The transition from the fossil fuel age to a low carbon environment is underway and gathering speed under the combined forces of increasingly stringent environmental regulations and technological innovations. In response, oil majors and countries are diversifying into gas as a bridging fuel and renewable energy. As early as the late 2020’s industry experts led by Professor Dieter Helm, New College Oxford, expect the onset of peak demand for oil and gas.
In parallel, the pattern of global energy demand is in transition, as increasing demand comes from developing countries, especially India, China, Africa and South East Asia.
Global energy mix transition
Despite the rapid growth in renewable energy in recent years, fossil fuels continue to dominate. Today’s global primary energy mix is made up of oil at 33 percent, coal at 28 percent, natural gas at 24 percent and nuclear power at 5 percent. Wind, solar, geothermal and biomass account for just over 3 percent but the addition of hydropower boosts renewables’ share to ten percent, reports BP Statistical Review 2017.
The BP Energy Outlook 2018 forecasts a rise in global energy consumption of a third by 2040. Industrial demand will account for half of the increase. In contrast, transport demand slows as electric cars become mass market products. Renewable energy could satisfy as much as 40 percent of the increase in primary energy demand by 2040. However, according to current global forecasts, natural gas will be the fastest-growing fossil fuel at 1.3 percent a year, while demand for coal will continue to flat-line due to tougher environmental regulations. In 2040, the world will have the most diversified fuel mix ever, with oil, gas, coal and non-fossil fuels are each projected to supply a quarter of the world’s energy.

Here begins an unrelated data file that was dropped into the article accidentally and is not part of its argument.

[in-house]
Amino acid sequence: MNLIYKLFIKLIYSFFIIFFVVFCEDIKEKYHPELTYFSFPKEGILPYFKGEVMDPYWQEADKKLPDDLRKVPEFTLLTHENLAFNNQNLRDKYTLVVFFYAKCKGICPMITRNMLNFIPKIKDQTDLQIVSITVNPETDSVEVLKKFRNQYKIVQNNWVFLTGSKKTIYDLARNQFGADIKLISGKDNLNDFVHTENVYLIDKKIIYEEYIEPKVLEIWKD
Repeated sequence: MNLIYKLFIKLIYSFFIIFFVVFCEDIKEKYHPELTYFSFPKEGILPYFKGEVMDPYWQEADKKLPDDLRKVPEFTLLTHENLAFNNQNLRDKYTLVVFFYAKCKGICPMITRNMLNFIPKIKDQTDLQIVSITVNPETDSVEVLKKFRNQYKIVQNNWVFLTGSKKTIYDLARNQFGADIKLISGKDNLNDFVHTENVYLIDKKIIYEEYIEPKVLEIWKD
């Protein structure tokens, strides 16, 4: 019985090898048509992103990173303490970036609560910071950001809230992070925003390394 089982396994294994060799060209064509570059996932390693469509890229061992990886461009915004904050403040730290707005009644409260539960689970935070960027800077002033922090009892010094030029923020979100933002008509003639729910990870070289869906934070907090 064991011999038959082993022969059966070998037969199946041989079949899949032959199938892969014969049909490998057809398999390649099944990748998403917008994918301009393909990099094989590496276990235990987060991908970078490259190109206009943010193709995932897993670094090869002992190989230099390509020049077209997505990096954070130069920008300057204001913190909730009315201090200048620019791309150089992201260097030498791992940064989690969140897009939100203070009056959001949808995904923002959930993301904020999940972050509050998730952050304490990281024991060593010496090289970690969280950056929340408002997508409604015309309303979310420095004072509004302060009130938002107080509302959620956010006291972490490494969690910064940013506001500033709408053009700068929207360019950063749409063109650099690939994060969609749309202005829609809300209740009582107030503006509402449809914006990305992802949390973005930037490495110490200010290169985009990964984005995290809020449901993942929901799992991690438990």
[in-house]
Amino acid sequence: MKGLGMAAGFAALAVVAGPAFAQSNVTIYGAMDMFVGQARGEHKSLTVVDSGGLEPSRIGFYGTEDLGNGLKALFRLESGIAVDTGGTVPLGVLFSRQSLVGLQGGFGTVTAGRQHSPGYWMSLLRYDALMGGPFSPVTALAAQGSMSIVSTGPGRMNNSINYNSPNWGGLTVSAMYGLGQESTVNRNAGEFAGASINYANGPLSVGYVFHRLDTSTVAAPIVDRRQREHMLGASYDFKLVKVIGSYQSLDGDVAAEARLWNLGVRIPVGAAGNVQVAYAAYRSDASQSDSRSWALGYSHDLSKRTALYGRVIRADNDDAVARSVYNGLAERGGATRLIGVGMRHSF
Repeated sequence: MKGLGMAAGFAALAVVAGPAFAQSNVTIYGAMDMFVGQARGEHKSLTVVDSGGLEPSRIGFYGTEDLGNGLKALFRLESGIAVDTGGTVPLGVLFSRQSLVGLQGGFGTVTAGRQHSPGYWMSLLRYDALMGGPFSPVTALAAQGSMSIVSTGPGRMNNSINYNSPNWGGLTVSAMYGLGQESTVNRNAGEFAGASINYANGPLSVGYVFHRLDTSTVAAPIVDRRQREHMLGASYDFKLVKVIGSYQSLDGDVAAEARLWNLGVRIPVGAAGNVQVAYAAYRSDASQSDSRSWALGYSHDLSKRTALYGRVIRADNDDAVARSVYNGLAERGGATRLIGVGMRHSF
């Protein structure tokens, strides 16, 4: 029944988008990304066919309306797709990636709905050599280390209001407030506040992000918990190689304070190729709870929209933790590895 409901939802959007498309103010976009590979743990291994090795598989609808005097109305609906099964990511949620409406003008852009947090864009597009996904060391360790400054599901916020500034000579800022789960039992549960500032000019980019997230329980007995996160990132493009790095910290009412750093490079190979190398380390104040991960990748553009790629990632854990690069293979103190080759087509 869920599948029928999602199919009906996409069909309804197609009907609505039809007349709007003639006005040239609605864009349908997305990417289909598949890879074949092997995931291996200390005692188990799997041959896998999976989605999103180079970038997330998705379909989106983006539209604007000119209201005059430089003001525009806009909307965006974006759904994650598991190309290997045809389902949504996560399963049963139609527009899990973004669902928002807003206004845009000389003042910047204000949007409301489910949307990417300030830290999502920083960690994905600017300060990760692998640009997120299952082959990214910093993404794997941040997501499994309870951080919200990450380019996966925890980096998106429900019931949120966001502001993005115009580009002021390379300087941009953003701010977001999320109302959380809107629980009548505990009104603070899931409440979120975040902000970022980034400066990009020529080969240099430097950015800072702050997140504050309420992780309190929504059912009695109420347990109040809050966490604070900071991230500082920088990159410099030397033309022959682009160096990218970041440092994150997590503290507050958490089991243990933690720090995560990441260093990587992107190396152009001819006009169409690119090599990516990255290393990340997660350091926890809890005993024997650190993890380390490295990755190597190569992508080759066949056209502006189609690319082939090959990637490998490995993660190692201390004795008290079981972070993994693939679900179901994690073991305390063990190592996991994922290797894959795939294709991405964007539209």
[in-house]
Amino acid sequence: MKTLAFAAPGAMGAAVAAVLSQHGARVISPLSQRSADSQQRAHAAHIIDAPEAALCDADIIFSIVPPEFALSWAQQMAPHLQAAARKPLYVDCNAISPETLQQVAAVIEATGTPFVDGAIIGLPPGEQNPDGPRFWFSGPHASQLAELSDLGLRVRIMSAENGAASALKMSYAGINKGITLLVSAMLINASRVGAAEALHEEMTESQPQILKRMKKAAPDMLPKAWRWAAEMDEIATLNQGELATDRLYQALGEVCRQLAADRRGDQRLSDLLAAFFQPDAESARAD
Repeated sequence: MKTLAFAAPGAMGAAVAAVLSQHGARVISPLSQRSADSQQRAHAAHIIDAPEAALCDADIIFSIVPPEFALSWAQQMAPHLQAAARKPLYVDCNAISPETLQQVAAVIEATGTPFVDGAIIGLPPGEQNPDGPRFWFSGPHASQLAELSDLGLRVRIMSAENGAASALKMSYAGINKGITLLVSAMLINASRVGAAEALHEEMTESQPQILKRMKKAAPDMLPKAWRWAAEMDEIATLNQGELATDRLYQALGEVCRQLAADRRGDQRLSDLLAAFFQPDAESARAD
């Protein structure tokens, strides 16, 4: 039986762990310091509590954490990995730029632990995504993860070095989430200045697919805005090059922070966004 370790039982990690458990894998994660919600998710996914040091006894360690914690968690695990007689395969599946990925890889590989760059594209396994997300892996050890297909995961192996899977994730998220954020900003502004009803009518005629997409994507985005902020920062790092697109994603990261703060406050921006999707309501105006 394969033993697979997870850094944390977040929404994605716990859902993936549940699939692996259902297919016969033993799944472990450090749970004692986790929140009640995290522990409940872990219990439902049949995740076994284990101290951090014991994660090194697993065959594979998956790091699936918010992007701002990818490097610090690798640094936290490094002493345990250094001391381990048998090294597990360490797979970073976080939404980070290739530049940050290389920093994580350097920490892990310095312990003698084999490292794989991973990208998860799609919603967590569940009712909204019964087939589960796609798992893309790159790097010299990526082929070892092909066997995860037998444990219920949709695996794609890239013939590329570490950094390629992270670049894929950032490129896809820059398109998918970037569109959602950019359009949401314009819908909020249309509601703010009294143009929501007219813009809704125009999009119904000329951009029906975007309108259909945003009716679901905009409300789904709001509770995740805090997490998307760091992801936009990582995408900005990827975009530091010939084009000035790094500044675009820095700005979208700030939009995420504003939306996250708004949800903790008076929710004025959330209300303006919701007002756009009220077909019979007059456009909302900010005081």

Thirst for power
Almost 70 percent of the increase in primary energy will be used in power generation. Current US Energy Information Agency (EIA) forecasts suggest that electricity generation capacity will increase from 25 trillion kilowatt-hours (kWh) in 2016 to 34.0 trillion kWh in 2040 in response to rising population, urbanisation and increased prosperity. Africa, Latin America and Asia will be the main beneficiaries. In the developed world the trend is for an increase in the number of power grids connected to each other in order to create national and even international markets like the North American and European power grids.
The power sector is a major beneficiary of the transition towards wind, solar, hydro and biomass energy. Renewables share of total power generation is expected to rise at the expense of coal from 7 percent today to around 25 percent by 2040. Although coal’s share could decline from 40 percent today to 30 percent it will continue to dominate global power generation due to its widespread availability and price. The share of gas will stay at around 20 per cent according to BP and oil will contribute some 24 percent. In sum, fossil fuels will continue to dominate the power sector.
Read more BREAKBULK MAGAZINE Energy Issue 3 2018 https://issuu.com/breakbulk/docs/2018_issue_3-issuu/20 page 20 to 29.